The product is available for people up to 75 years old and provides coverage for life as long as clients renew the cover annually.
But despite high funeral costs in some parts of Kenya, the coverage has not gained a foothold yet, Wesonga writes. Considering the low cost of premiums, he deems the cover of 100,000 shillings ($1,200) a bargain.
But those benefits would barely cover a village funeral in western Kenya, Okwiri says. Okwiri, who is single, says he will not take a funeral cover for himself. He is concerned that companies may take too long to process the benefits.
But under Old Mutual’s new plan, the company pays benefits within 48 hours of receiving claims and documentation, Wesonga writes. The company provides 50 percent of the benefits up front, and it pays the remaining balance upon receiving the original death certificate.
“Terms and conditions apply,” he adds.
Kenyans’ slow response to the coverage may also be due to the discomfort of talking about death, Wesonga writes. Because death is a taboo topic, it is difficult for the company to approach customers about buying funeral coverage.
To promote the plan, Old Mutual sales agents educate prospective clients on the importance of financial planning for all circumstances, including death, Wesonga writes.
“There are multiple factors still impeding the reach of insurance services,” he writes, “and most of which point to a need for financial education and planning. We have however set ourselves apart by engaging in financial education.”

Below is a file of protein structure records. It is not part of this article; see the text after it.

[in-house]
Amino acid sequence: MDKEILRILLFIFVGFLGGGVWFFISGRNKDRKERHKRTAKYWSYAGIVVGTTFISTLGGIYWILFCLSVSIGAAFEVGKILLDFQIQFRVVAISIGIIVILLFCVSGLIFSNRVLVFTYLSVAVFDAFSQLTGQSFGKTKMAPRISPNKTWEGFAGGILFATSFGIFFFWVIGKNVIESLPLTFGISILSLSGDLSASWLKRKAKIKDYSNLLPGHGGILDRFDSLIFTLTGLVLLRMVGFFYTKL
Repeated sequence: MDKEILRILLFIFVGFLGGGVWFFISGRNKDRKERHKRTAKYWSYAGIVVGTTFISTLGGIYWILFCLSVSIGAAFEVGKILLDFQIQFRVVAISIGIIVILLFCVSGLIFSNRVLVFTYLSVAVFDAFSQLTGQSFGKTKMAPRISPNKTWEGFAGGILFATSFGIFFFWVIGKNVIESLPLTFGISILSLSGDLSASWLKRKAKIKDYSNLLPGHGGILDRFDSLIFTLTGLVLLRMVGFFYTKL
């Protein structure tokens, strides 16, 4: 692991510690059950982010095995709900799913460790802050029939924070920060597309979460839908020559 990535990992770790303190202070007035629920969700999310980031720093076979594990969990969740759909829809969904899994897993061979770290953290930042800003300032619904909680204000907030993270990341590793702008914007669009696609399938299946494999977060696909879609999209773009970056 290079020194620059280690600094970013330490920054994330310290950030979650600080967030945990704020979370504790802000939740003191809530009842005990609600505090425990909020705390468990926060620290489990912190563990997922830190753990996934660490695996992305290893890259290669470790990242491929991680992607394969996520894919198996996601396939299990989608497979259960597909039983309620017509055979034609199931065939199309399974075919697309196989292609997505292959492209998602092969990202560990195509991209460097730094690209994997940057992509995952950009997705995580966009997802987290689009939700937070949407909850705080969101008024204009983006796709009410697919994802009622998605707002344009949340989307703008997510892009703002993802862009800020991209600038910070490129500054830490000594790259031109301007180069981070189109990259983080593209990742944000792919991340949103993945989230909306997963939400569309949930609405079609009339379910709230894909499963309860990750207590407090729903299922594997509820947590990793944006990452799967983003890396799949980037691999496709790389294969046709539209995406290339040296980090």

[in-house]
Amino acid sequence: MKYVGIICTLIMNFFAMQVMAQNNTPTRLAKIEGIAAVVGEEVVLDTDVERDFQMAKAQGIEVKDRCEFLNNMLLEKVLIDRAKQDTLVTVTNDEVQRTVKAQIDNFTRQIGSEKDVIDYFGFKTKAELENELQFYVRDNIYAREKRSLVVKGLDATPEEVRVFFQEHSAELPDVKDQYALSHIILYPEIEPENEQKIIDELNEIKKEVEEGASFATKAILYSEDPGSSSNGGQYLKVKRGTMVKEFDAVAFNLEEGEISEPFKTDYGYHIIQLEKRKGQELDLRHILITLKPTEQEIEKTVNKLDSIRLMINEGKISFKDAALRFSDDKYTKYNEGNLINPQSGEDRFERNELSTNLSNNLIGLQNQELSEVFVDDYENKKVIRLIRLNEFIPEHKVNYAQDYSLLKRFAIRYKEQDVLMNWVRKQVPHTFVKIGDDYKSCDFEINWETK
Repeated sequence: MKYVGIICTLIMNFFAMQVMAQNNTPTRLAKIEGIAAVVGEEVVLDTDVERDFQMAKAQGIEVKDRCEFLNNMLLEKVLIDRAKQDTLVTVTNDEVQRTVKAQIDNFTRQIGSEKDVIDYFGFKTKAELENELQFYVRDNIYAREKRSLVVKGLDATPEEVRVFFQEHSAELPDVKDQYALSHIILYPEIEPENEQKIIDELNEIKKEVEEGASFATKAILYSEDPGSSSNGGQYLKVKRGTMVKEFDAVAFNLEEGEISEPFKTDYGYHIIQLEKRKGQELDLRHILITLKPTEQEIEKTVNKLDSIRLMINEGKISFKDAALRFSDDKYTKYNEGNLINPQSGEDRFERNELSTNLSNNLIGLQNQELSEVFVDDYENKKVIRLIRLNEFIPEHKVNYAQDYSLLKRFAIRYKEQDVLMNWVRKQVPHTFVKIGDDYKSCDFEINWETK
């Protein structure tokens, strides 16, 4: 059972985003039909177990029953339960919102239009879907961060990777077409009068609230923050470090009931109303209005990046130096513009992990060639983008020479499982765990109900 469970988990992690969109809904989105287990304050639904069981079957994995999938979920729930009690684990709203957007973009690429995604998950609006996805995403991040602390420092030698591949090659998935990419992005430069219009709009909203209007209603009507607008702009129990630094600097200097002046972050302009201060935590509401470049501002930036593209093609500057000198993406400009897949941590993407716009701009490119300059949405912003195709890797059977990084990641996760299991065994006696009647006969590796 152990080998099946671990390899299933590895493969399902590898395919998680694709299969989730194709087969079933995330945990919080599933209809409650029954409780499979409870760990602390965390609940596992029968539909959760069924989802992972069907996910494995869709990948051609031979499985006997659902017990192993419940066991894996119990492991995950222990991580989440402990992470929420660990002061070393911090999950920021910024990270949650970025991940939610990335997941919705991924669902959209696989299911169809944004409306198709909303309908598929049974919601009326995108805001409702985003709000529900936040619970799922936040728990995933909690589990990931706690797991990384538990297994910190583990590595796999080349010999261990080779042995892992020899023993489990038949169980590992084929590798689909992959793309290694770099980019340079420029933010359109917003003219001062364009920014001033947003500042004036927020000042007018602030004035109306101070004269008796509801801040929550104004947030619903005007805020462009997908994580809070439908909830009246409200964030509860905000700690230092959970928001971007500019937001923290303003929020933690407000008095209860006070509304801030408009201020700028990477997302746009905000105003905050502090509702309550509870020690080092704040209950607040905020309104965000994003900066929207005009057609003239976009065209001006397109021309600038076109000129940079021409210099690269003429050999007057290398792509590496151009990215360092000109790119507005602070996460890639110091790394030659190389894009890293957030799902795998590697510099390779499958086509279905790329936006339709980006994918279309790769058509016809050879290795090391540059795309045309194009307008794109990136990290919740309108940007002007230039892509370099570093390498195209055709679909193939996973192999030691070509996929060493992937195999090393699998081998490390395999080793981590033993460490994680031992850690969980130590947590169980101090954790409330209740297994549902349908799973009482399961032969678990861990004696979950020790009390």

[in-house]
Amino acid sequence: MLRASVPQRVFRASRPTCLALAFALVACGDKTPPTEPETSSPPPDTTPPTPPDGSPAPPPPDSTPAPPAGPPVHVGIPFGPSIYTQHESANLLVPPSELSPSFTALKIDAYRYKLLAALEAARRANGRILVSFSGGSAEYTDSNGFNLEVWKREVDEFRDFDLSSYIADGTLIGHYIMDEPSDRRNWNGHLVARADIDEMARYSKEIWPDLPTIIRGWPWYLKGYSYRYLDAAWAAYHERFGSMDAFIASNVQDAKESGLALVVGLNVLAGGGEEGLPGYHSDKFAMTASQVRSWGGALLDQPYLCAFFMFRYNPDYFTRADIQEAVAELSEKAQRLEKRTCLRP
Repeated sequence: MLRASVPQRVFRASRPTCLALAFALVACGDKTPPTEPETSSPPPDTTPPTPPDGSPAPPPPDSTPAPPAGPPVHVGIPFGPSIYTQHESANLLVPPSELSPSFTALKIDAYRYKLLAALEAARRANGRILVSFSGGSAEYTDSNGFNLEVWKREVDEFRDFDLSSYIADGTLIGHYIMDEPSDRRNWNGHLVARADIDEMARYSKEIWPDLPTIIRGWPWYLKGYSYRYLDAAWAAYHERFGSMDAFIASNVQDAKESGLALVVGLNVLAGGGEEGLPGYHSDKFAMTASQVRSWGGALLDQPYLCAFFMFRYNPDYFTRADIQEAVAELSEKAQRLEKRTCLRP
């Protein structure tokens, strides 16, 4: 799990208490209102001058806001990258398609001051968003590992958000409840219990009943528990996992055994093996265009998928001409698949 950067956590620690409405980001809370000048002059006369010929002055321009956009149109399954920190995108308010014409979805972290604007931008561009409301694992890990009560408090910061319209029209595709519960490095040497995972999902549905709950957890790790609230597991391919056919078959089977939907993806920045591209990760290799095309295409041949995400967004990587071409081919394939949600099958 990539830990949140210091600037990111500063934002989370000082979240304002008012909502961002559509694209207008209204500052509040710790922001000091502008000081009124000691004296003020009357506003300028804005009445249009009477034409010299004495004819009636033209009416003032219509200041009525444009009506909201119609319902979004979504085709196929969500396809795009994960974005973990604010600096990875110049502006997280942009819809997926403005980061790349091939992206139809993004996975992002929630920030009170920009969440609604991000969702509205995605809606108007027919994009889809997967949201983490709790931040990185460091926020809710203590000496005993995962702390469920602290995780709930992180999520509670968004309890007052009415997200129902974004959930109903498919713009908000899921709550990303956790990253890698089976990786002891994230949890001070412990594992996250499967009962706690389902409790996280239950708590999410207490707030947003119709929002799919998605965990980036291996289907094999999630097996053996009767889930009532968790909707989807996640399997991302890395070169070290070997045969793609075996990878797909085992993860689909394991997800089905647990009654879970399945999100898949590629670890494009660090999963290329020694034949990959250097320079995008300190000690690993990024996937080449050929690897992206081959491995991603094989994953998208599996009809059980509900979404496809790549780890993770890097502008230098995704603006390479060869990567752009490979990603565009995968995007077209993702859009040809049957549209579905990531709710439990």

Old Mutual has not received any claims yet, as the product is still new, Wesonga writes. But some Kenyans say they are considering purchasing funeral coverage.
Chris Wekesa, a father of two children who works as an accountant in Nairobi, says that he recently began considering taking a cover for himself and his family.
“I was recently part of a committee organizing the funeral of a colleague,” he says, “and the experience left me thinking about what would happen to my family if I died.”
The funeral was in western Kenya for a member of the Luhya tribe, the same tribal affiliation as Wekesa. Mourners brought his body to the western city of Kakamega, approximately 230 miles from Nairobi.
“Transport to his Kakamega home alone cost us 150,000 shillings,” Wekesa says, the equivalent of $1,785.
Once mourners had delivered the body, the costs had only just begun.
“Then, we had to build a small house there before he was buried,” Wekesa says. “In our culture, a man has to build a house in the village before he dies. Since he had not done it, the elders insisted that we build the house.”
After the experience, Wekesa says he would prefer that his family bury him in the city to save them the agony of organizing a village funeral.
“But I know the elders won’t allow it to happen,” he says. “That’s why I’m planning to take the cover, even if it won’t take care of all the expenses.”